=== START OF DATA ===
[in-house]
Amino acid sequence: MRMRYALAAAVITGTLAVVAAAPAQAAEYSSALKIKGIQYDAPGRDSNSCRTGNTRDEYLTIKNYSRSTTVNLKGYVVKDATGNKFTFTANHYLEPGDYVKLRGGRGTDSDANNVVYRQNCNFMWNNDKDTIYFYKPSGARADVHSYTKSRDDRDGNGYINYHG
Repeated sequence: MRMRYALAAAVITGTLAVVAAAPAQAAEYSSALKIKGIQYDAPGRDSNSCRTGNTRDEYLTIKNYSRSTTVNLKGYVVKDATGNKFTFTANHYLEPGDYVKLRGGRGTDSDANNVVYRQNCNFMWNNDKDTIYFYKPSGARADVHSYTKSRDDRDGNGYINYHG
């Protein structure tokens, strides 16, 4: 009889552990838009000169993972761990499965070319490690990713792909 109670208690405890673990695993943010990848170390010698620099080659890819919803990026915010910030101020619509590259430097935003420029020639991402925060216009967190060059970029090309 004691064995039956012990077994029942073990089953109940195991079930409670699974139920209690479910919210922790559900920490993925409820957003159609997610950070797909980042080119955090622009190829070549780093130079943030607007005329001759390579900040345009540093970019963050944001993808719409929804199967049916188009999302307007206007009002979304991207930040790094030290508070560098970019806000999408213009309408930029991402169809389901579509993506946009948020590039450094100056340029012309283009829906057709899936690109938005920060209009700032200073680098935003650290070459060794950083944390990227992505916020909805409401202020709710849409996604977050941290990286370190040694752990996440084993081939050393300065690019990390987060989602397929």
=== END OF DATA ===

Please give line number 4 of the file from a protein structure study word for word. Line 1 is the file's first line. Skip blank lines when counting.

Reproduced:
């Protein structure tokens, strides 16, 4: 009889552990838009000169993972761990499965070319490690990713792909 109670208690405890673990695993943010990848170390010698620099080659890819919803990026915010910030101020619509590259430097935003420029020639991402925060216009967190060059970029090309 004691064995039956012990077994029942073990089953109940195991079930409670699974139920209690479910919210922790559900920490993925409820957003159609997610950070797909980042080119955090622009190829070549780093130079943030607007005329001759390579900040345009540093970019963050944001993808719409929804199967049916188009999302307007206007009002979304991207930040790094030290508070560098970019806000999408213009309408930029991402169809389901579509993506946009948020590039450094100056340029012309283009829906057709899936690109938005920060209009700032200073680098935003650290070459060794950083944390990227992505916020909805409401202020709710849409996604977050941290990286370190040694752990996440084993081939050393300065690019990390987060989602397929």